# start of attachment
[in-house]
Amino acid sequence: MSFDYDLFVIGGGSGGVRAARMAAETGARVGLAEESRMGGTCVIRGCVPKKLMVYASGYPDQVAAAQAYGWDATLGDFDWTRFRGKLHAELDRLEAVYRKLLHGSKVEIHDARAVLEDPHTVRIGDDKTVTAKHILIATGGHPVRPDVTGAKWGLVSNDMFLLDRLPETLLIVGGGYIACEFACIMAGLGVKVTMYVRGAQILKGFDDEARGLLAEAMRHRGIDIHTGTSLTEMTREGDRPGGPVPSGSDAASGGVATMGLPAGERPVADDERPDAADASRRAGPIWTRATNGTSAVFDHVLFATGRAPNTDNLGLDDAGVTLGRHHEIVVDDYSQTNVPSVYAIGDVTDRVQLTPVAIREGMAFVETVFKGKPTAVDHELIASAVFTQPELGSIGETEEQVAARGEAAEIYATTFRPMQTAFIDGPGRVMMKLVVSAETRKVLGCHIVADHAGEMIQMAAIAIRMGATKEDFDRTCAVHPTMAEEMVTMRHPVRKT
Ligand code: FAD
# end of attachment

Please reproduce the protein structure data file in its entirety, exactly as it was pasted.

[in-house]
Amino acid sequence: MSFDYDLFVIGGGSGGVRAARMAAETGARVGLAEESRMGGTCVIRGCVPKKLMVYASGYPDQVAAAQAYGWDATLGDFDWTRFRGKLHAELDRLEAVYRKLLHGSKVEIHDARAVLEDPHTVRIGDDKTVTAKHILIATGGHPVRPDVTGAKWGLVSNDMFLLDRLPETLLIVGGGYIACEFACIMAGLGVKVTMYVRGAQILKGFDDEARGLLAEAMRHRGIDIHTGTSLTEMTREGDRPGGPVPSGSDAASGGVATMGLPAGERPVADDERPDAADASRRAGPIWTRATNGTSAVFDHVLFATGRAPNTDNLGLDDAGVTLGRHHEIVVDDYSQTNVPSVYAIGDVTDRVQLTPVAIREGMAFVETVFKGKPTAVDHELIASAVFTQPELGSIGETEEQVAARGEAAEIYATTFRPMQTAFIDGPGRVMMKLVVSAETRKVLGCHIVADHAGEMIQMAAIAIRMGATKEDFDRTCAVHPTMAEEMVTMRHPVRKT
Ligand code: FAD